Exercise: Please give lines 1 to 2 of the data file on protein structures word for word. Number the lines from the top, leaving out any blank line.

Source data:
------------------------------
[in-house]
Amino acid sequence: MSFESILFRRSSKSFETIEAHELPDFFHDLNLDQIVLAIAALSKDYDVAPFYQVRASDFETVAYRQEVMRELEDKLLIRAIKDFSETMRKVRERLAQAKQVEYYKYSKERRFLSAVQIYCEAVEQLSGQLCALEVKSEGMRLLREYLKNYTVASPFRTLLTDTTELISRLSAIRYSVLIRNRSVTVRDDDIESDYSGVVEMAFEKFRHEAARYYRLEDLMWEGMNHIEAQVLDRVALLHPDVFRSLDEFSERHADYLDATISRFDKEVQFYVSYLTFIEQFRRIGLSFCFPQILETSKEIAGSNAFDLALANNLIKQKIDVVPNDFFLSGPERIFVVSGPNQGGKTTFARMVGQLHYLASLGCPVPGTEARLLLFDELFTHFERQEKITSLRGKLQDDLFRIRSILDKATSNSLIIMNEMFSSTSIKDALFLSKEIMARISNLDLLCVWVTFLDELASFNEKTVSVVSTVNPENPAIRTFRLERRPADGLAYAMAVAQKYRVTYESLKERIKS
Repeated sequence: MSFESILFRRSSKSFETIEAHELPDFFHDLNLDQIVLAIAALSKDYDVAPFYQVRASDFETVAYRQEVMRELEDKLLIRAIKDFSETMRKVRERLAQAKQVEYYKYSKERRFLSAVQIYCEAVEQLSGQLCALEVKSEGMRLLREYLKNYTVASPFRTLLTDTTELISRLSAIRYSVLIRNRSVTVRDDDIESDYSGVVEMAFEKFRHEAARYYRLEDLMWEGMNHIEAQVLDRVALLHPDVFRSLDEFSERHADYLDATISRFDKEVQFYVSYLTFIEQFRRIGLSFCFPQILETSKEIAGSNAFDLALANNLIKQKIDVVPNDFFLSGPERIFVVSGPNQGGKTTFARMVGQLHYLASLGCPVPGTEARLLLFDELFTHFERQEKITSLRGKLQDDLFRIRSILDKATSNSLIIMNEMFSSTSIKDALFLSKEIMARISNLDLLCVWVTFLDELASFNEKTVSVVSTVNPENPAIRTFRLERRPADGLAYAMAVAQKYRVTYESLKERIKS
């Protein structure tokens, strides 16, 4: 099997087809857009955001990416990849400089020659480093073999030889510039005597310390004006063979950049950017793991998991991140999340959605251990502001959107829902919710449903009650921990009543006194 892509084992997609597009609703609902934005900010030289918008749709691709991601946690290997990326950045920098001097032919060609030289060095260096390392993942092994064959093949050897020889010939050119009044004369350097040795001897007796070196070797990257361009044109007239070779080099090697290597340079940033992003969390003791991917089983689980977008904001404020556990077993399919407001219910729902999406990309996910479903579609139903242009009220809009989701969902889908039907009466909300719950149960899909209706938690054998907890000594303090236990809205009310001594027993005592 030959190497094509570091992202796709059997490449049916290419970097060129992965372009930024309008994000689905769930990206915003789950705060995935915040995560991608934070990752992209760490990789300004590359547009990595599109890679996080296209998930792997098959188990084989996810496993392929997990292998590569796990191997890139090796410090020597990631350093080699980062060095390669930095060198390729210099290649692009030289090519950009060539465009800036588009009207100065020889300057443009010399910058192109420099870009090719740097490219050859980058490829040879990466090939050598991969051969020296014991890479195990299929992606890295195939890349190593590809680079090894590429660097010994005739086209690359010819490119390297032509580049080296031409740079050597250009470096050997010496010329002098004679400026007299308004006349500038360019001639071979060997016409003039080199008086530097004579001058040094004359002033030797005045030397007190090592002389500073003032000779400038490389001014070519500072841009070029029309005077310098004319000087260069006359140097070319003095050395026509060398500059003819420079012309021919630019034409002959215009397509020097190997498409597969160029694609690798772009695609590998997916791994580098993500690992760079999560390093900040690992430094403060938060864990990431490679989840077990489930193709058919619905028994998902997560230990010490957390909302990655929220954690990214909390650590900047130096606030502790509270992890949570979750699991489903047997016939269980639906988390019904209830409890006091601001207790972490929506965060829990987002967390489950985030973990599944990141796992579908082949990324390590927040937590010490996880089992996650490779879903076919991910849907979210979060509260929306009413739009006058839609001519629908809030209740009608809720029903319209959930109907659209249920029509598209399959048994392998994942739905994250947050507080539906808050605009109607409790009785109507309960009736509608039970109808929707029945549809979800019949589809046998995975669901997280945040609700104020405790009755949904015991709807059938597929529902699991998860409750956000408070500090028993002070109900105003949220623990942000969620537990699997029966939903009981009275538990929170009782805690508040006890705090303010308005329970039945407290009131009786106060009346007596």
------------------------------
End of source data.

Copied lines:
[in-house]
Amino acid sequence: MSFESILFRRSSKSFETIEAHELPDFFHDLNLDQIVLAIAALSKDYDVAPFYQVRASDFETVAYRQEVMRELEDKLLIRAIKDFSETMRKVRERLAQAKQVEYYKYSKERRFLSAVQIYCEAVEQLSGQLCALEVKSEGMRLLREYLKNYTVASPFRTLLTDTTELISRLSAIRYSVLIRNRSVTVRDDDIESDYSGVVEMAFEKFRHEAARYYRLEDLMWEGMNHIEAQVLDRVALLHPDVFRSLDEFSERHADYLDATISRFDKEVQFYVSYLTFIEQFRRIGLSFCFPQILETSKEIAGSNAFDLALANNLIKQKIDVVPNDFFLSGPERIFVVSGPNQGGKTTFARMVGQLHYLASLGCPVPGTEARLLLFDELFTHFERQEKITSLRGKLQDDLFRIRSILDKATSNSLIIMNEMFSSTSIKDALFLSKEIMARISNLDLLCVWVTFLDELASFNEKTVSVVSTVNPENPAIRTFRLERRPADGLAYAMAVAQKYRVTYESLKERIKS